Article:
Lower your bills as the temperature rises
As Britain continues to swelter through the heatwave, few homeowners will have been spending money on heating. But despite this, many are facing higher bills due to increased energy usage.
Sales of outdoor swimming pools and hot tubs have boomed, with Argos reporting one sale every four seconds as temperatures climbed.
While pools and tubs may offer respite from the searing sun, they are unlikely to be the most cost-effective way of cooling off due to their high energy consumption. Recent price rises by energy companies have added to the cost of trying to stay cool.
Martyn John, of price comparison website GoCompare, says many people would be facing “bill shock” in the autumn after spending more than expected on energy.
“While you might think that a heatwave would cause energy usage to hit rock bottom, people might be surprised at how much they are using, especially if they’re turning to fans, air conditioning units or pools to stay cool,” he warns.
“Not to mention that the summer months are usually when energy providers try to sneak in price rises, in the hope that people won’t notice.”
Martin Kay, of Buckinghamshire, has already fallen foul of high energy costs this summer. Kay and his wife Rebecca both run their own businesses from home and in an effort to stay cool, have additional energy expenses during the warmer months.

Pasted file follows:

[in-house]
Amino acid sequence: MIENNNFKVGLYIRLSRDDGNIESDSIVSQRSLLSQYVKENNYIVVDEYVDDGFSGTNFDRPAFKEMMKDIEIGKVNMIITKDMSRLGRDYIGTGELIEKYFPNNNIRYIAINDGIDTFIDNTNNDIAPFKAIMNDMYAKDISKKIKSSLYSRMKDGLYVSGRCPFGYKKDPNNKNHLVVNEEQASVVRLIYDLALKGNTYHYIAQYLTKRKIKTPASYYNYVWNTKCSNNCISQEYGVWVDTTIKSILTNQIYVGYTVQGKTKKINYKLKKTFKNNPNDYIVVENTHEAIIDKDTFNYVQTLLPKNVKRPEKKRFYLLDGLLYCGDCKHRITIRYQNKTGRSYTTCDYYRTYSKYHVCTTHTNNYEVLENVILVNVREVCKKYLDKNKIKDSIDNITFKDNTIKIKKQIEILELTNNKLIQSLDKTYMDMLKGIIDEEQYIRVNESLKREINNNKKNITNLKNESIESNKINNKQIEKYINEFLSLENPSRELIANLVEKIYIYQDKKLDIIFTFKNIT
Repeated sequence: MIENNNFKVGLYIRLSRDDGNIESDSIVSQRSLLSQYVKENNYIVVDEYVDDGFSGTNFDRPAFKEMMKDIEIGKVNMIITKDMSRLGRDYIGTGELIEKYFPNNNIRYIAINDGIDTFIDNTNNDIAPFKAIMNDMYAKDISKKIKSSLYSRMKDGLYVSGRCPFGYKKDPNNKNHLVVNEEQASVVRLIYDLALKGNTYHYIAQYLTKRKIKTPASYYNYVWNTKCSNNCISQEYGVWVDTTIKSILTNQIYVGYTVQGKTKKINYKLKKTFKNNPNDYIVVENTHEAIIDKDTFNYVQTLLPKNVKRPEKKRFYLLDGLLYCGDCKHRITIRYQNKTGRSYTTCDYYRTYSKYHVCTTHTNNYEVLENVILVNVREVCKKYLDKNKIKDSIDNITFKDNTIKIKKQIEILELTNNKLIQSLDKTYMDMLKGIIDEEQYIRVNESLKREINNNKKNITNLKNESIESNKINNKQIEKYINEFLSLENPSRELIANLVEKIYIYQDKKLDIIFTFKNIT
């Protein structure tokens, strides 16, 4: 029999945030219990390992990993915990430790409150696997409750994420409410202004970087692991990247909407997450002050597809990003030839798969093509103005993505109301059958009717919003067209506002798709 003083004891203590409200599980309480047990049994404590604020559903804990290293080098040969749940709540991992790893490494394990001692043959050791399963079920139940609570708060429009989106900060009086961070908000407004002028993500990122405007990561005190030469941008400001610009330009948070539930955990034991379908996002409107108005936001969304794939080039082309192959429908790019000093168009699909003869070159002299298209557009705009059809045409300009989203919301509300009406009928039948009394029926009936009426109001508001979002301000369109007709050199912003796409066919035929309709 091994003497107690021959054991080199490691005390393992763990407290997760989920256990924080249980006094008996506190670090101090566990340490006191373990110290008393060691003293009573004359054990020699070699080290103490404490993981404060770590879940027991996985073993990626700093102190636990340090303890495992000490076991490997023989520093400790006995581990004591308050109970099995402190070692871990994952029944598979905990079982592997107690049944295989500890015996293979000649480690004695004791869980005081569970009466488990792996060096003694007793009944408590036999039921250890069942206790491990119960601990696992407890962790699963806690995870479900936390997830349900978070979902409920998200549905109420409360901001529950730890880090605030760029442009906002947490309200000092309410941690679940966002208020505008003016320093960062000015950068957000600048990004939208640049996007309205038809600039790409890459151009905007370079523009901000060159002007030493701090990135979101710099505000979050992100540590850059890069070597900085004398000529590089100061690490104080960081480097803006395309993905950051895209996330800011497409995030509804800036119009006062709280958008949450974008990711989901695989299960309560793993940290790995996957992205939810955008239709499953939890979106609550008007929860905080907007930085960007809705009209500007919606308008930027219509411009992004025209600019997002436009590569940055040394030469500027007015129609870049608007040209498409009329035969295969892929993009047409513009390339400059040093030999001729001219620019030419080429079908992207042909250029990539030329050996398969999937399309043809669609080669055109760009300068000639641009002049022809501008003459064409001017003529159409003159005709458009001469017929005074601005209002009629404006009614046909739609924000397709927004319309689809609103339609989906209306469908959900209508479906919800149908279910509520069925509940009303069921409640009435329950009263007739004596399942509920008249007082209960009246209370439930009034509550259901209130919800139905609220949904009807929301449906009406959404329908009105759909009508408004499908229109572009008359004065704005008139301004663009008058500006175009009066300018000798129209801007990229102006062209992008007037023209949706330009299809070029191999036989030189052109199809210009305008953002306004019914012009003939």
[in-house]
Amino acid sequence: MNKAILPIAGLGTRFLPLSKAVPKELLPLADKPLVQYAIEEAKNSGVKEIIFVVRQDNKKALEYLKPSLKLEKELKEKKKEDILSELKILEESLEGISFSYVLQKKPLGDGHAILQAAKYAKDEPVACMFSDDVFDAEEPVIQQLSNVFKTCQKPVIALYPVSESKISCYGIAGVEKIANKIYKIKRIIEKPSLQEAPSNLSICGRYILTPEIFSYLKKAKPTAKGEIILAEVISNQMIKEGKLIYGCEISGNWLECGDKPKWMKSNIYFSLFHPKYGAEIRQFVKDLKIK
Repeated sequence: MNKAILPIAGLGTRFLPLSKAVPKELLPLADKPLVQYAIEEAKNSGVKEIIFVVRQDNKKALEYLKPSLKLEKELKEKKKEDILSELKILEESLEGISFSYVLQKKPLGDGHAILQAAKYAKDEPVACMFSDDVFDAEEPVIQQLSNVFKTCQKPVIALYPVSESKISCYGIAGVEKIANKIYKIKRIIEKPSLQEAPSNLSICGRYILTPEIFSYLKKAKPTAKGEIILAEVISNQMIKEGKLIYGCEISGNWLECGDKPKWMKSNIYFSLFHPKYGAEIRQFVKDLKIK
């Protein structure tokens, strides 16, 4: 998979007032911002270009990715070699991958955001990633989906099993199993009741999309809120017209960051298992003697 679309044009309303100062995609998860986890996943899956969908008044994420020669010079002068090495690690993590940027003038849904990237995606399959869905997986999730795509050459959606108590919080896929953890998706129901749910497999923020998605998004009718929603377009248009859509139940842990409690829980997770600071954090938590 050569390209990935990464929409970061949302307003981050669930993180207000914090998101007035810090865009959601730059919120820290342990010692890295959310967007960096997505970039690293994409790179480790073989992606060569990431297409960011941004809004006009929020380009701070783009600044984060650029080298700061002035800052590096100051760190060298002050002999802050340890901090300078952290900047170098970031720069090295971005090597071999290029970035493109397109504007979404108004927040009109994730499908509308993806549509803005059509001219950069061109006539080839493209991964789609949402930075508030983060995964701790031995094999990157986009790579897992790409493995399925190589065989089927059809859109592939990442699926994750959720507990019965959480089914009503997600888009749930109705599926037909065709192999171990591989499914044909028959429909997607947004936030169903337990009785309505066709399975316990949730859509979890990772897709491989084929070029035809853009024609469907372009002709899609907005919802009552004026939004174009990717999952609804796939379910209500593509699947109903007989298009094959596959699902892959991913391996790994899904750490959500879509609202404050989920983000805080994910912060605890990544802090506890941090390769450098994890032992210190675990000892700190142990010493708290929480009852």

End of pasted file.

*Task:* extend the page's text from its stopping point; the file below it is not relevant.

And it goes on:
They set up an indoor pool in a log cabin in the garden, which requires energy all day, and they also have a steam room. In total Kay had spent around £8,000 a year on energy bills which, due to his swimming pool, did not decrease during the warmer summer months.
One way to cut bills is to switch energy providers: he changed to renewable energy firm Pure Planet and will now save £2,564 a year on his bills.
Beyond switching providers, there are other simple ways to cut energy costs. If a property has a water heater, it is possible to lower the temperature from 140F (60C) to less than 122F (50C). This will still generate hot water for the home, but can reduce energy consumption as water heating costs typically account for 18 per cent of a property’s bills.
In hot weather, the type of air conditioning a homeowner chooses can also have an effect on household bills. Typically, ceiling fans are the most cost-effective as they circulate air through an entire room. Make sure you turn fans off when leaving the room, as they cool people rather than the space itself, and don’t actually lower the temperature.
Use major household appliances, such as washing machines and dishwashers, in the mornings and late evenings. This means you can avoid generating more heat within the house. Air-dry your clothes too – the heatwave creates a free tumble dryer.
Splash: people have rushed to buy paddling pools during the heatwave